Sex education is crucial for youth empowerment and gender equality and yet it is underdeveloped in many European countries. Those who are against it, claim that parents can provide enough knowledge about sex to their children, that they don’t want their children to be taught things condemned by their religious institutions. Advising abstinence is not a solution, because it is simply a patronising and naive approach. Unfortunately such attitudes often backfire on youth. Young people find out about sex life by talking to their, – often also misinformed – peers, watching pornography or asking questions on internet forums, where there is no guarantee that the information is correct.
There are huge differences when it comes to sex education standards in Europe. In some countries there is no official sex education (see Poland, Serbia) in others there is a school programme, but it is denied by some religious parents (UK, Germany). World Health Organisation divides European countries into two groups (WHO, Standards for Sexuality Education in Europe, 2010). The first one consists of Western European countries that in majority introduced sexuality education in the 1970s and 1980s. The process continued in the last decade of the 20th and the first decade of the 21st century, when France, UK, Portugal, Spain and even conservative Ireland introduced sex education in Europe. Then there is Central and Eastern Europe, where the situation changed after the fall of communism. Some countries modernised their ‘preparation for marriage and family’ curricula and moved on (namely Estonia and Czech Republic), some stopped the process because of political, cultural and religious fundamentalism.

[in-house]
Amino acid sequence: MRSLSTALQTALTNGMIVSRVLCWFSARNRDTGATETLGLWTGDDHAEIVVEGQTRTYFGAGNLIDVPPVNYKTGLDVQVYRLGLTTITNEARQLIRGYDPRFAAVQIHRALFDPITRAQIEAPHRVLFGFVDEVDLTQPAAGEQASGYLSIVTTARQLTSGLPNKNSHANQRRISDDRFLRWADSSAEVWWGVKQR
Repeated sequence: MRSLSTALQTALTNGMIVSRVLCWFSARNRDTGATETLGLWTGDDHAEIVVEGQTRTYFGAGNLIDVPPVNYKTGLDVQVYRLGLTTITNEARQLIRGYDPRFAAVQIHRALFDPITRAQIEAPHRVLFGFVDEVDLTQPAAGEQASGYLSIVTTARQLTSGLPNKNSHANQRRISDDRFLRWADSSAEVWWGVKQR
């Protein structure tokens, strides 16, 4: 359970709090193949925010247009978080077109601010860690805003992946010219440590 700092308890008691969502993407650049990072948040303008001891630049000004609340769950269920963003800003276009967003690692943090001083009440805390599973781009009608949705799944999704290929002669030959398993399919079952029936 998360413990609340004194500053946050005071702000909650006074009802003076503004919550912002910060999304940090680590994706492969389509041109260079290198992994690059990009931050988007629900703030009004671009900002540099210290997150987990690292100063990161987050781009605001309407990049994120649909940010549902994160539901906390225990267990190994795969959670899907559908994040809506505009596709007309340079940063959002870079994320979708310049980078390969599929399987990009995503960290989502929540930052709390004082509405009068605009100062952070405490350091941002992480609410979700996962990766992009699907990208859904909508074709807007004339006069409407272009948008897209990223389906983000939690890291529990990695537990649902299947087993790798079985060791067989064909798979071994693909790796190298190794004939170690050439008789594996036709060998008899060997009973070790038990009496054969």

Sex education plays crucial role for sexual rights, which are part of fundamental human rights. Such rights like rights to freedom, equality, privacy, autonomy, integrity and dignity of all people emanate to the set of rights connected to sexual freedom. Sexual rights guarantee that everyone has access to the conditions that allow fulfilment and expression of their sexualities free from any coercion, discriminations or violence and within a context respectful of dignity (after International Planned Parenthood Federation). Sex education is one of the tools to protect sexual rights of all people. It is necessary to be fully aware of all the possibilities, consequences and threats connected to sex. Consequently, it allows to control a body and make fully aware choices, also according to religious beliefs or other moral rules one believes in. ‘Protecting’ young people from knowledge doesn’t seem to be an honest and respectful approach.
No one understands young people like other young people. That is why we should show some solidarity, and support youth movements and NGOs striving for just treatment from countries where sex education is underdeveloped or inaccessible. Moreover, citizens of Western European countries can’t take their sexual education standards for granted and strive for equal access to sexual education for all people.